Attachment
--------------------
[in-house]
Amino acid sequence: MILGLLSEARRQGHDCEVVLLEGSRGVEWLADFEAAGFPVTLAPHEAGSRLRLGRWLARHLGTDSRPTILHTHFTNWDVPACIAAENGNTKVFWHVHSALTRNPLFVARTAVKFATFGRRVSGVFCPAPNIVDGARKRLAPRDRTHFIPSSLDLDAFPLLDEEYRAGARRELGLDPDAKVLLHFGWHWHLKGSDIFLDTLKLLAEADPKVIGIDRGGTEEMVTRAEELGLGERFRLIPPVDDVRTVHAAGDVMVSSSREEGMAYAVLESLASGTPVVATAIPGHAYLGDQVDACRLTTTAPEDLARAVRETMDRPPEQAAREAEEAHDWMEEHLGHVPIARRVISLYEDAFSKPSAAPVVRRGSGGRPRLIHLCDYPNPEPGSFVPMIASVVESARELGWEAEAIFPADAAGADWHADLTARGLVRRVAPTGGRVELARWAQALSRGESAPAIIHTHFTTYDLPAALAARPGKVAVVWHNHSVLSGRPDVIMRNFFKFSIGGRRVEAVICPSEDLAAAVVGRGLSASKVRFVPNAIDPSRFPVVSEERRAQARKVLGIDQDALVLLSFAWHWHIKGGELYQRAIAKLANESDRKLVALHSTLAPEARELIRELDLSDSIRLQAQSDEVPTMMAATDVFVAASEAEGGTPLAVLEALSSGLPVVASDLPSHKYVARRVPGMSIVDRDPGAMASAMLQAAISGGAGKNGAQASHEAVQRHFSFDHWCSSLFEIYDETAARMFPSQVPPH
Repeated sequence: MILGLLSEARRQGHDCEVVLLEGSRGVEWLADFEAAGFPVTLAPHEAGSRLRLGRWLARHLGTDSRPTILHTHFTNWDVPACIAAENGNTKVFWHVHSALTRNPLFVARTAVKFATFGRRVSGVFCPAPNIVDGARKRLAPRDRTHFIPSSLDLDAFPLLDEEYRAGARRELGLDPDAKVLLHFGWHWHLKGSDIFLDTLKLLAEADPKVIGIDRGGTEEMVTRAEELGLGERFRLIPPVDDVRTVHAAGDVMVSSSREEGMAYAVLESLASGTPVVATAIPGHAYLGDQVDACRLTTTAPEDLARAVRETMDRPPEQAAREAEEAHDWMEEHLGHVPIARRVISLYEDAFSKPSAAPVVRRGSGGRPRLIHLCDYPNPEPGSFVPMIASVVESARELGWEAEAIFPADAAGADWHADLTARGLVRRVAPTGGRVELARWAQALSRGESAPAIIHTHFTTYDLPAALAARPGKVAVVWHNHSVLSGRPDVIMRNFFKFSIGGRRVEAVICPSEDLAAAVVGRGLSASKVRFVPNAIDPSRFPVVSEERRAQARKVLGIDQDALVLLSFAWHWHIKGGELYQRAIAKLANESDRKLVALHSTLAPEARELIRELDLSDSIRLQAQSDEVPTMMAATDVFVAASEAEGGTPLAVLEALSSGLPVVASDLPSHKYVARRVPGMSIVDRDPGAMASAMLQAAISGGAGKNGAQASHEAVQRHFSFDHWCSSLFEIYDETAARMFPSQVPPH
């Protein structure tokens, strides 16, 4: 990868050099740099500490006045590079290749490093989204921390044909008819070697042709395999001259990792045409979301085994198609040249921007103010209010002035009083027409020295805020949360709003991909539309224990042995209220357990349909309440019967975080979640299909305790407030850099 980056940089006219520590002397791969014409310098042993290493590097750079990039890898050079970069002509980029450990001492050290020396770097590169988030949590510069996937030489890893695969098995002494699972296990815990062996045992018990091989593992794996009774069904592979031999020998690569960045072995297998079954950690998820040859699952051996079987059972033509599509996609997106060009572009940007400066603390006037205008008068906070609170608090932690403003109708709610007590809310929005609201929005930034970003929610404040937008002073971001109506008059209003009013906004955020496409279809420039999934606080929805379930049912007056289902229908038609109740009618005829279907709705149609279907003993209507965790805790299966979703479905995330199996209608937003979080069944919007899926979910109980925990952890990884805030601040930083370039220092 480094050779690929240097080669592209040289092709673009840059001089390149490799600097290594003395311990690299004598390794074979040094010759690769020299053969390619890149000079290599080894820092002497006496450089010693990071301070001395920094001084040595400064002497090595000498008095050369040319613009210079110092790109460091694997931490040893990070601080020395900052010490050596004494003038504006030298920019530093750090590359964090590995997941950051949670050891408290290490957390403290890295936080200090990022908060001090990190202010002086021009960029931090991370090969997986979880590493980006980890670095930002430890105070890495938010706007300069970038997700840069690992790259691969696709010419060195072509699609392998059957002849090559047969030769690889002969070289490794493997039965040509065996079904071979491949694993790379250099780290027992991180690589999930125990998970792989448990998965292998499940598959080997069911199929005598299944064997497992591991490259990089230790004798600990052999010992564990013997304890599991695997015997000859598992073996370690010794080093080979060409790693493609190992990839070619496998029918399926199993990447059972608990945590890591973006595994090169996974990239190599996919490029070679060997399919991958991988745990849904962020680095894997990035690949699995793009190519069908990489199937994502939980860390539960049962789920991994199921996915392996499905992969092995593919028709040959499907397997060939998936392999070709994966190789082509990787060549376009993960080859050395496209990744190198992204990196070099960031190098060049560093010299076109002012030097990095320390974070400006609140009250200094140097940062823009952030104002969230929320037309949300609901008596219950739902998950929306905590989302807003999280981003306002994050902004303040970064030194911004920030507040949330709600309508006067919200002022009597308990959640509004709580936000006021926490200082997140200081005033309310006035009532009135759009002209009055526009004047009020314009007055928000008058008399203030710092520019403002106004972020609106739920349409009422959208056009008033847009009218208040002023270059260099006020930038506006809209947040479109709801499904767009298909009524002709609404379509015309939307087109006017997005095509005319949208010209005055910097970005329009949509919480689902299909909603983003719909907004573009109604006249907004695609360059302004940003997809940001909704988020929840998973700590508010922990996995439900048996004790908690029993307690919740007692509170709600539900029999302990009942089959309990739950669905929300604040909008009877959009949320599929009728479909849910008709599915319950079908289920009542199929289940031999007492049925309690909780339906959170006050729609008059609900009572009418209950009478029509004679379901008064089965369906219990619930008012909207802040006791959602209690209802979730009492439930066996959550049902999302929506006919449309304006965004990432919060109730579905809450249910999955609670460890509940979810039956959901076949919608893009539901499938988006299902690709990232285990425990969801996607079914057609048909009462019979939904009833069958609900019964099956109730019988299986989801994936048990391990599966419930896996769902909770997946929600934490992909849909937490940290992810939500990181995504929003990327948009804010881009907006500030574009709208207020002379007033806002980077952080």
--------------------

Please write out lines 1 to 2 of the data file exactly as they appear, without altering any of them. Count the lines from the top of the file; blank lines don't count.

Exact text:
[in-house]
Amino acid sequence: MILGLLSEARRQGHDCEVVLLEGSRGVEWLADFEAAGFPVTLAPHEAGSRLRLGRWLARHLGTDSRPTILHTHFTNWDVPACIAAENGNTKVFWHVHSALTRNPLFVARTAVKFATFGRRVSGVFCPAPNIVDGARKRLAPRDRTHFIPSSLDLDAFPLLDEEYRAGARRELGLDPDAKVLLHFGWHWHLKGSDIFLDTLKLLAEADPKVIGIDRGGTEEMVTRAEELGLGERFRLIPPVDDVRTVHAAGDVMVSSSREEGMAYAVLESLASGTPVVATAIPGHAYLGDQVDACRLTTTAPEDLARAVRETMDRPPEQAAREAEEAHDWMEEHLGHVPIARRVISLYEDAFSKPSAAPVVRRGSGGRPRLIHLCDYPNPEPGSFVPMIASVVESARELGWEAEAIFPADAAGADWHADLTARGLVRRVAPTGGRVELARWAQALSRGESAPAIIHTHFTTYDLPAALAARPGKVAVVWHNHSVLSGRPDVIMRNFFKFSIGGRRVEAVICPSEDLAAAVVGRGLSASKVRFVPNAIDPSRFPVVSEERRAQARKVLGIDQDALVLLSFAWHWHIKGGELYQRAIAKLANESDRKLVALHSTLAPEARELIRELDLSDSIRLQAQSDEVPTMMAATDVFVAASEAEGGTPLAVLEALSSGLPVVASDLPSHKYVARRVPGMSIVDRDPGAMASAMLQAAISGGAGKNGAQASHEAVQRHFSFDHWCSSLFEIYDETAARMFPSQVPPH